Woman stands with a peace sign in the air overlooking twin lakes and aspen trees in the fall in Colorado.

6. Castle Creek Road

While Independence Pass is the most notable scenic drive for fall colors near Aspen, there are plenty of shorter roads you can drive around the iconic tree’s namesake town. Castle Creek Road takes you through an aspen forest and past the old ghost town of Ashcroft, making it the perfect scenic drive if you want a side of spooky with your fall colors.

In addition to being one of the best scenic drives to see fall colors in Colorado, there are also a number of trailheads along Castle Creek Road for hikes that lead to spectacular views. The best sections of the road to see the aspens are paved, but the road eventually turns to gravel as it climbs towards a high mountain pass.

Location: Aspen

Total Distance: 13 miles

Scenic Drive Time: 1 hour

Drive Time From Denver: 3 ½ hours

Road Conditions: Mostly paved.

Fall Hikes in the Area:

A golden aspen forest with mountains in the distance in Aspen, Colorado during the fall.

7. McClure Pass

McClure Pass is part of the West Elk Scenic Byway, and takes you over the river and through woods illuminated by radiant aspen trees. The highway connects Carbondale with the small town of Paonia, and is one of the lesser-traveled scenic drives to see fall colors in Colorado.

McClure Pass’ proximity to Aspen offers comparable fall foliage, but without the crowds. Be sure to stop in the small towns of Redstone and Marble during your drive to learn about the rich mining history of the area. McClure Pass is paved and accessible with any vehicle.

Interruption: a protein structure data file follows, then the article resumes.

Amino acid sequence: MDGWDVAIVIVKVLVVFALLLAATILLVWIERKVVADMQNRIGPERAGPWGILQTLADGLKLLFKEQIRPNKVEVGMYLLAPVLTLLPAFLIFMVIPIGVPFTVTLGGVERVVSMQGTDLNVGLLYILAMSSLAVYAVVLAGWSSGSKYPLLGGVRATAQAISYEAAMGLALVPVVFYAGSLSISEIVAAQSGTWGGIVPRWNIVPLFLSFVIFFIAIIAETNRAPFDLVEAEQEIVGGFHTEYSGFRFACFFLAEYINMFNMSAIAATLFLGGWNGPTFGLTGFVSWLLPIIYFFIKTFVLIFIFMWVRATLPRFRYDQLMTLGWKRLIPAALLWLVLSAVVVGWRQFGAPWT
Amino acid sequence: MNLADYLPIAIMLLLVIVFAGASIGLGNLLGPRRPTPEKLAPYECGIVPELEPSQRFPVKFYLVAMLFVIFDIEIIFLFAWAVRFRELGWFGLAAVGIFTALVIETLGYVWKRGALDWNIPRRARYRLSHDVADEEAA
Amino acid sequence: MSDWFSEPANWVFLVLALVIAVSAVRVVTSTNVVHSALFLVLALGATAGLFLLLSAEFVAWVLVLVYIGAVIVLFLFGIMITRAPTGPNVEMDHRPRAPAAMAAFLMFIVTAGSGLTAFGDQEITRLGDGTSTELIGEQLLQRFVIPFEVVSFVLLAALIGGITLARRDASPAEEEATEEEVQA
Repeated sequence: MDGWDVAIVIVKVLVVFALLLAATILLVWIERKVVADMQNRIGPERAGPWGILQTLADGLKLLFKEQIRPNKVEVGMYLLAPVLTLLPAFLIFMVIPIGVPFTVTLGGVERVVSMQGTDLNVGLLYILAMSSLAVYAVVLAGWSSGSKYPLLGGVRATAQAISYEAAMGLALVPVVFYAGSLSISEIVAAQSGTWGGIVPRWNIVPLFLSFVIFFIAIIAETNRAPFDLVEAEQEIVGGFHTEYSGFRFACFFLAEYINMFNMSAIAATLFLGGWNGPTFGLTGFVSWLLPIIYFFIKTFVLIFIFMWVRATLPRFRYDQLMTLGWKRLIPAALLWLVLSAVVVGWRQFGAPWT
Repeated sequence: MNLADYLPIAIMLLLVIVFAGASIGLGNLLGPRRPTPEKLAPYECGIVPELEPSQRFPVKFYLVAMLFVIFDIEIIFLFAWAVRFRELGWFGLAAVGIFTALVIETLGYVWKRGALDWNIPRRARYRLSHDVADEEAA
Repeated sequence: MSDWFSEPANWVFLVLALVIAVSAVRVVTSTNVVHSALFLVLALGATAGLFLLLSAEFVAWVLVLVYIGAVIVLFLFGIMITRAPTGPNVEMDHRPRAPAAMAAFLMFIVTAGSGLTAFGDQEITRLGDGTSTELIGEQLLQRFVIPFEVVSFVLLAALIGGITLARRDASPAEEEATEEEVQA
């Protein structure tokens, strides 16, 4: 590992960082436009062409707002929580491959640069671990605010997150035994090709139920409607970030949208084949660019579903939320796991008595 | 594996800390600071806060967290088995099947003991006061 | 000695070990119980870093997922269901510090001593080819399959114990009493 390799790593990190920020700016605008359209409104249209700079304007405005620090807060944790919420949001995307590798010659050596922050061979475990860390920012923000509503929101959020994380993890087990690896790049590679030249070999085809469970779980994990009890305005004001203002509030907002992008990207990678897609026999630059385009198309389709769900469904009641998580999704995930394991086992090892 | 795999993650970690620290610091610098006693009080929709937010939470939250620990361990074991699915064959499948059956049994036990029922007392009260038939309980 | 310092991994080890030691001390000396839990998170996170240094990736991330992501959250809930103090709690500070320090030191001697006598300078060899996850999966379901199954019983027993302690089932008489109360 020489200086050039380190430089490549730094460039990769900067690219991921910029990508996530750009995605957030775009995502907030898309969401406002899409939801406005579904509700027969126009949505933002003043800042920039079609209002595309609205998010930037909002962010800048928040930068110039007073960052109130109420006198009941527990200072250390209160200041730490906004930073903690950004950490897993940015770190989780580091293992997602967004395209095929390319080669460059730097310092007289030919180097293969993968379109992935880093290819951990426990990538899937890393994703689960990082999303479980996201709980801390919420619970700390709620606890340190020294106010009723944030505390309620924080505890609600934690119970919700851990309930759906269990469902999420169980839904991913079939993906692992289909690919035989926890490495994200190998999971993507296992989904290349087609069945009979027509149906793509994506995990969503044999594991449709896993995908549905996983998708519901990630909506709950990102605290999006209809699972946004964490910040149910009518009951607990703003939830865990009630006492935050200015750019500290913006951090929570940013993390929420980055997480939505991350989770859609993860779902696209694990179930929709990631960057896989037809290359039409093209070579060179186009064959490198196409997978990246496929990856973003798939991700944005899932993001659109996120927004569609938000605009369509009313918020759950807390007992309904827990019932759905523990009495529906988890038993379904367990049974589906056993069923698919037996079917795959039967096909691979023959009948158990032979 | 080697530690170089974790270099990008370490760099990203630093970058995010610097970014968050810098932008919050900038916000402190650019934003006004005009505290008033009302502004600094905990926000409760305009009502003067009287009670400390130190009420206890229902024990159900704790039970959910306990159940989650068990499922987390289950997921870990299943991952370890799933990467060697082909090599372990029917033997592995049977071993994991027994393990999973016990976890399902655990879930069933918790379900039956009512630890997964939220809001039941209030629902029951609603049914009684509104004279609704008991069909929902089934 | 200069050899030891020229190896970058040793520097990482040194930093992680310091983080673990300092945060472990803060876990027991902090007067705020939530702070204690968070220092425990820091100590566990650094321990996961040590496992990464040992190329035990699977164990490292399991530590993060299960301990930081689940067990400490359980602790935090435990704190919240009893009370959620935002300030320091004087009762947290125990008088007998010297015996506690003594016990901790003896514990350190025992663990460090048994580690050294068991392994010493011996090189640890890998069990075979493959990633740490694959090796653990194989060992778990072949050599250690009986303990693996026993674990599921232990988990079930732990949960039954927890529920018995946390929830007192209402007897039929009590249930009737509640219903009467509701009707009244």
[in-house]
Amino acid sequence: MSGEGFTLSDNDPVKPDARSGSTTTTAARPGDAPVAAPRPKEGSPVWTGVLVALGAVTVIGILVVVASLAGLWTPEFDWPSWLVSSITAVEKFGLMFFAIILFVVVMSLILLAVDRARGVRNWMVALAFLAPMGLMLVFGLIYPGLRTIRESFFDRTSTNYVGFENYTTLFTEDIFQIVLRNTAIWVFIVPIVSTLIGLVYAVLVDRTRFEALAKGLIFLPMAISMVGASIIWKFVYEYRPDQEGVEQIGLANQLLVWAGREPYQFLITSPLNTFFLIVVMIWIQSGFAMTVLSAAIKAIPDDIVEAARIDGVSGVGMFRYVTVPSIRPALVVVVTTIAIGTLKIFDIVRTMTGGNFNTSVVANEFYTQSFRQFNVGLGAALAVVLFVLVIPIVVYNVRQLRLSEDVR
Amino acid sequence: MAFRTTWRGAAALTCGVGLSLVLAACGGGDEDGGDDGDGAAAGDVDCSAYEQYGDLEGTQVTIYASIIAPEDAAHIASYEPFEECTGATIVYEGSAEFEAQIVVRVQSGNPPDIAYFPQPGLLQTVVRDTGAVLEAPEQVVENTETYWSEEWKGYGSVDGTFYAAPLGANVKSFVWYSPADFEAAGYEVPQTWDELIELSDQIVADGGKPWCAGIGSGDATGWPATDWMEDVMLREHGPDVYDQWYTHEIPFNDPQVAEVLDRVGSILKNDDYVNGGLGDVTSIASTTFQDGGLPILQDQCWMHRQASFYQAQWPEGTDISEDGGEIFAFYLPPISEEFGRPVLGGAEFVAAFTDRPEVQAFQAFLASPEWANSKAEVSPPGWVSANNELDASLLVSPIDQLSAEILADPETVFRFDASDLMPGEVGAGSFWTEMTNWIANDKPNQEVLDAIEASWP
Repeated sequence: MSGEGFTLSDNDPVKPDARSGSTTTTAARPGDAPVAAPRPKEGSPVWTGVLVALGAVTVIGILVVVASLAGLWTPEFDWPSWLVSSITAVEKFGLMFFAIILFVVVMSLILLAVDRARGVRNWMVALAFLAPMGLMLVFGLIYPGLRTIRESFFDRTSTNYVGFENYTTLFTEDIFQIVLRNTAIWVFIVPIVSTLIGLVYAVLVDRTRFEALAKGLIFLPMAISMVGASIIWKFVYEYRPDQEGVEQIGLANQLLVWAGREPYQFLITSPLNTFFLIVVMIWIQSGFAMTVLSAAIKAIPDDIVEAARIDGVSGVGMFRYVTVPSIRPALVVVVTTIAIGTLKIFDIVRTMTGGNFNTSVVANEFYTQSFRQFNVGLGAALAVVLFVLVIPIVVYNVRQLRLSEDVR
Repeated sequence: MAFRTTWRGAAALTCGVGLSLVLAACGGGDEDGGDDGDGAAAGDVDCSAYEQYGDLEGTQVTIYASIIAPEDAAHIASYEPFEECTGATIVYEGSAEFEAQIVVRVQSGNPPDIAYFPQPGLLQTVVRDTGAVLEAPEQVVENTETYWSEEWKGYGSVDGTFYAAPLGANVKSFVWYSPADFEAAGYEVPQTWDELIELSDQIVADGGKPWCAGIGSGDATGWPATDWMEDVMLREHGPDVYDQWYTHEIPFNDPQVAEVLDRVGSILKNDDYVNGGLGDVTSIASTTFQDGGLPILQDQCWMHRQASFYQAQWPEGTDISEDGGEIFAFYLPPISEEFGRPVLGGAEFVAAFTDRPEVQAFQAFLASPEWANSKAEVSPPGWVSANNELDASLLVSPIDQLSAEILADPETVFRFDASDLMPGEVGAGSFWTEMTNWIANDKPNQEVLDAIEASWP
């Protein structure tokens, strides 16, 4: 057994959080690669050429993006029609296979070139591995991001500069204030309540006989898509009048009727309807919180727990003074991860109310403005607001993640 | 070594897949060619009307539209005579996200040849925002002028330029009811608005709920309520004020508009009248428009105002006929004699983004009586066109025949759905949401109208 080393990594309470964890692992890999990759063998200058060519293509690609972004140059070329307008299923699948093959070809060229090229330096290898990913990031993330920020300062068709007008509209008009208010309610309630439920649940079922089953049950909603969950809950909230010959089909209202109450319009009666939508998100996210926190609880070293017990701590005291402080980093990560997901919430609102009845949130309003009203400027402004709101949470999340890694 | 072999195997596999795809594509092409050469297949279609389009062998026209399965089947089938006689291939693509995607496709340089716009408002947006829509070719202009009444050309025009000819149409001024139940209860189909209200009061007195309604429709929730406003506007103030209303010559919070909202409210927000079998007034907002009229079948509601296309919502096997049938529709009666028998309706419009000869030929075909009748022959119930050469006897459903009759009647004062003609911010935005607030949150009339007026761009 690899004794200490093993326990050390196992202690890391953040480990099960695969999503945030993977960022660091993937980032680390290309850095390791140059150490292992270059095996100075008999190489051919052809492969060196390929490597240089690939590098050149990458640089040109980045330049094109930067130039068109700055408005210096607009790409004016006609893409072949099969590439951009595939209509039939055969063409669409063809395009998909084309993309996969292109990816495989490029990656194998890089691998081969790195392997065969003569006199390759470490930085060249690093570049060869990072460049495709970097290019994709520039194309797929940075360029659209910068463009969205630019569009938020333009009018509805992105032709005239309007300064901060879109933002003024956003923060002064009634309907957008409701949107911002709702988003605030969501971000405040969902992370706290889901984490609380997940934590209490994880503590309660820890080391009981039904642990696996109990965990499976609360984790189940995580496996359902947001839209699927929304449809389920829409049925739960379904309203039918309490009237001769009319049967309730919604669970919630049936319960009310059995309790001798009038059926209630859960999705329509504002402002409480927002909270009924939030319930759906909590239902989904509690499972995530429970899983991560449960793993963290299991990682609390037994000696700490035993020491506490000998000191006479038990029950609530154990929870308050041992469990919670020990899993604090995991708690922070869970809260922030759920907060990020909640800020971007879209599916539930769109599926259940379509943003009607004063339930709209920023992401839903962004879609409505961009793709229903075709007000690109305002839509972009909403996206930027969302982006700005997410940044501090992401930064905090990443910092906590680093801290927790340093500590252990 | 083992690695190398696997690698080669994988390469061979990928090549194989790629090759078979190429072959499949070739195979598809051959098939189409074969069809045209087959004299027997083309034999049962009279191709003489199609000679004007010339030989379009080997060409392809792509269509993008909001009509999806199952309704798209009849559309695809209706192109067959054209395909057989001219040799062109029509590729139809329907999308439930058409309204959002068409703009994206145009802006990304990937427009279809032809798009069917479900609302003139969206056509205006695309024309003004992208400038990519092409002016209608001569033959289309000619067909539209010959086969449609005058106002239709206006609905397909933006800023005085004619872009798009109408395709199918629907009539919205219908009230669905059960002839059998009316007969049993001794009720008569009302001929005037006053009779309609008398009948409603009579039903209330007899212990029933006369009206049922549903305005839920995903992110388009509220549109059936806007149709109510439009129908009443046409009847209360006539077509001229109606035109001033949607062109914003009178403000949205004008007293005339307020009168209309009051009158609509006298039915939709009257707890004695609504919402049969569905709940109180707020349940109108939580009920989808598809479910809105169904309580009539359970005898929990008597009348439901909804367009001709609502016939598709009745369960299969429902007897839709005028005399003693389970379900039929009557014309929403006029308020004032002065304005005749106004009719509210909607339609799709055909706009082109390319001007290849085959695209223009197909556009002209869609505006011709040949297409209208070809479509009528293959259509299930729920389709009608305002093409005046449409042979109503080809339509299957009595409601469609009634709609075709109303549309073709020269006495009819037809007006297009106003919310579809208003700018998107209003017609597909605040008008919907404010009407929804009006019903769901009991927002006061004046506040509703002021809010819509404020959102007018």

Location: Carbondale-Paonia

Total Distance: 50 miles

Scenic Drive Time: 1 ½-2 hours

Drive Time From Denver: 3 hours

Road Conditions: Paved.

Fall Hikes in the Area:

8. Cottonwood Pass

There are a few Cottonwood Passes in Colorado, but this scenic drive takes you from Buena Vista to Almont, near the town of Crested Butte. Like many of the other scenic drives on this list, it takes you through the forest and into the mountains providing both an immersive and expansive fall foliage viewing experience.

The high point of Cottonwood Pass is 12,126 ft. along the Continental Divide. Cottonwood Pass is fully paved, which makes it a great scenic drive to see fall colors in Colorado if you have a low-clearance passenger car.

Location: Buena Vista-Almont

Total Distance: 50 miles

Scenic Drive Time: 1 ½-2 hours

Drive Time From Denver: 2 ÂĽ hours

Road Conditions: Paved.

Fall Hikes in the Area:

A view of the Collegiate Peaks in Colorado.

9. Kebler Pass

Kebler Pass is more than just one of the best scenic drives to see fall colors in Colorado; it’s a mountain adventure that showcases some of the most striking fall foliage in the state. This backroad is often considered the best scenic drive for fall colors in Colorado because it takes you directly through the state’s largest aspen grove.

The majority of Kebler Pass is dirt, but there are a few paved sections along the way. The road is very well maintained and can be driven with a low-clearance vehicle. Be sure to plan some time to enjoy fall in Crested Butte after driving Kebler Pass!

Location: Crested Butte, Colorado

Total Distance: 30 miles 

Scenic Drive Time: 1 hour

Drive Time From Denver: 4 hours

Road Conditions: Mostly dirt. Can be driven with a low-clearance vehicle.

Fall Hikes in the Area:

Overlooking a golden forest of aspen trees with mountains in the distance near Kebler Pass, one of the best scenic drives to see fall colors in Colorado.